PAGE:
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Border officials spent emergency humanitarian funds on dirt bikes, dogs and enforcement programs, according to government report

Customs and Border Protection officers gather at the border fence during a news conference in El Paso on Oct. 29, 2019. (Mark Lambie/AP)

U.S. Customs and Border Protection used emergency funding meant for migrant families and children to pay for dirt bikes, canine supplies, computer equipment and other enforcement related-expenditures, according to a report published Thursday by the U.S. Government Accountability Office.

Congress last June approved a $4.6 billion emergency funding bill to cope with an unprecedented influx of Central American families and children at the U.S.-Mexico border that left U.S. agents overwhelmed and detention cells dangerously crowded.

The supplemental bill included a line item for about $112 million in “consumables and medical care,” but CBP used some of the money to pay for enforcement-related hardware and expenses that were not authorized, according to the GAO, the federal government’s leading oversight agency.

CBP spent some of the funds on motorcycles, all-terrain vehicles, boats and other transportation equipment, as well as supplies and services for CBP’s canine program, vaccines for CBP personnel, computer upgrades, printers and security camera systems and other expenses, the report found.

The GAO report did not indicate how much money was misused, but it said the expenditures were a violation of the law.

“CBP did not provide any explanation as to how these items relate to the consumables and medical care line item appropriation,” the report states. “Therefore, we conclude that CBP violated the purpose statute when it obligated the consumables and medical care line item appropriation for these purposes and should adjust its accounts.”

The crisis at the southern border reached a peak in the weeks before the supplemental was passed, when CBP detained and processed more than 144,000 unauthorized migrants in May 2019. The majority were family groups from Guatemala, Honduras and El Salvador, and in most cases they were issued an appointment to appear in immigration court and released into the interior of the United States.

Overcrowding and unsanitary conditions in CBP border stations grew dire, and the deaths of seven children in less than one year put additional pressure on lawmakers to provide the border agency with the emergency funds it was seeking. Once the bill was passed, conditions at the border rapidly improved, as border officials set up spacious temporary facilities with air conditioning, toys and games for children and ample food and medical supplies.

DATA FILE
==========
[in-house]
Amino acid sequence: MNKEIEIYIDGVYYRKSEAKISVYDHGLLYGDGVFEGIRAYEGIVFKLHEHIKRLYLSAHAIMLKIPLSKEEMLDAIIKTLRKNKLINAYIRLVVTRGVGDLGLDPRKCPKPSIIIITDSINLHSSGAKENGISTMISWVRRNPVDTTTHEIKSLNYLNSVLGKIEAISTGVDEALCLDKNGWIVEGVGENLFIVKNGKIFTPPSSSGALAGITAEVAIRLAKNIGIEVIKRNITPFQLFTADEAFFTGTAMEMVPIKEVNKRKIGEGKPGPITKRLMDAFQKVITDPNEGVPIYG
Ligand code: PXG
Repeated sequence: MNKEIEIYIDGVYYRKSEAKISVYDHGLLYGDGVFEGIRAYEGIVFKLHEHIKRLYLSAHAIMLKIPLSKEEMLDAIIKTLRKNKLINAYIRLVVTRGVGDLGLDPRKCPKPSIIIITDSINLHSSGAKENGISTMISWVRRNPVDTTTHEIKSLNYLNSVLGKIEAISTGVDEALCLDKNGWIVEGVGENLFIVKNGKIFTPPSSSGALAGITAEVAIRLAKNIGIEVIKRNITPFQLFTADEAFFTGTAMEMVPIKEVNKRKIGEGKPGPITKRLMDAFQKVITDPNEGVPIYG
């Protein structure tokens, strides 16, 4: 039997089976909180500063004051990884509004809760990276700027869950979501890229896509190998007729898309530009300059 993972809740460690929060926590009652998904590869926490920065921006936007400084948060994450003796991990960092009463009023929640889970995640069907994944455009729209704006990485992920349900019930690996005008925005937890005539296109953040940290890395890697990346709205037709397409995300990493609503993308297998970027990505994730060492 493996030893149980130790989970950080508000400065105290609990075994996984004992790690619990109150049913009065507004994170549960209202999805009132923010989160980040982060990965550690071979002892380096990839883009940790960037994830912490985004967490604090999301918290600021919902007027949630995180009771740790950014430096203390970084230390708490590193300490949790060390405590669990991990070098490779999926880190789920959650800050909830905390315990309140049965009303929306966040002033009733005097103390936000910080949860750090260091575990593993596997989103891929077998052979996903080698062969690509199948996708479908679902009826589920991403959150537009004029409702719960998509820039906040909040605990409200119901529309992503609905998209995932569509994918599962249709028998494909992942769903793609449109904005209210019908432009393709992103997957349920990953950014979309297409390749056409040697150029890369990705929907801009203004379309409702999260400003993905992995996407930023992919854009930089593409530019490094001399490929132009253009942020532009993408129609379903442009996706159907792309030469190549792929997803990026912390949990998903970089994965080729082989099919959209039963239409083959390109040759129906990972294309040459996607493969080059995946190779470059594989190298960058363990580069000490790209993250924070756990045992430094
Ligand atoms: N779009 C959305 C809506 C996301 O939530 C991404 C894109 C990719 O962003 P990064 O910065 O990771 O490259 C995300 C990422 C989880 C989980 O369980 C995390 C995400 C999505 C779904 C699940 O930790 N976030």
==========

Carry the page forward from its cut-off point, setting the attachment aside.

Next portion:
Some lawmakers who voted against the emergency funding, including Alexandria Ocasio-Cortez (D-N. Y), argued at the time that the Trump administration would redirect the money to enforcement. Democrats were divided, but the bill passed both the Senate and House by a wide margin.

“Congress provided this additional funding for the primary purpose of improving conditions for migrants at the border and ensuring migrants were receiving adequate health care after the deaths of multiple children in custody,” Rep. Bennie Thompson (D-Miss.), the chairman of the House Homeland Security Committee, said in a statement Thursday. “This callous disregard for the law is yet another example of this administration’s continuing failure to carry out its duty to provide humane conditions and medical care for migrants in its care.

CBP said in a statement Thursday that the report is “a legal opinion,” rather than the result of a formal audit, and the agency said the violations identified by the GAO were “technical in nature.”

“As the opinion notes, CBP charged a small subset of expenses in fiscal year 2019 to the incorrect account,” the statement read. “We are working to itemize all such expenses, and correct our accounts as recommend by the GAO.”

The agency assured that “prompt remedial action will be taken.”

Andrew Meehan, a former Homeland Security official who was the spokesman for CBP during the crisis, said Border Patrol chiefs in the busiest sectors were under major financial strain and were hard-pressed to find money before the emergency funding package was passed last June.

“The sector chiefs were having to spend money on shower trailers, tens of thousands of consumables each day, and medical supplies that were well outside their resources,” Meehan said.

When flu season hit in the winter of 2018-2019, border agents were taking more than 60 trips to the hospital per day, he said.

The GAO said it could not provide more details about the amount of humanitarian funding CBP used to pay for nonauthorized items and expenses, but the oversight agency said it has not finished its probe.

Chuck Young, a GAO spokesman, said the agency is preparing a separate audit report “looking at the extent to which CBP obligated and conducted oversight to funds from the emergency supplemental.”

Young said the GAO intends to issue a public version of the report, “but we have to work through the concerns about the information that DHS has raised.”

During the 2019 fiscal year, U.S. border authorities detained nearly 1 million unauthorized migrants, the highest total in more than a decade. The number of border-crossers taken into custody has dropped more than 70 percent since then, the result of a wide-ranging crackdown by U.S. and Mexican authorities.

Migration has fallen in the past two months to among the lowest levels on record, as the Trump administration has cited the coronavirus pandemic to suspend normal immigration proceedings and summarily “expel” migrants — including minors and asylum seekers — under the auspices of the public health emergency.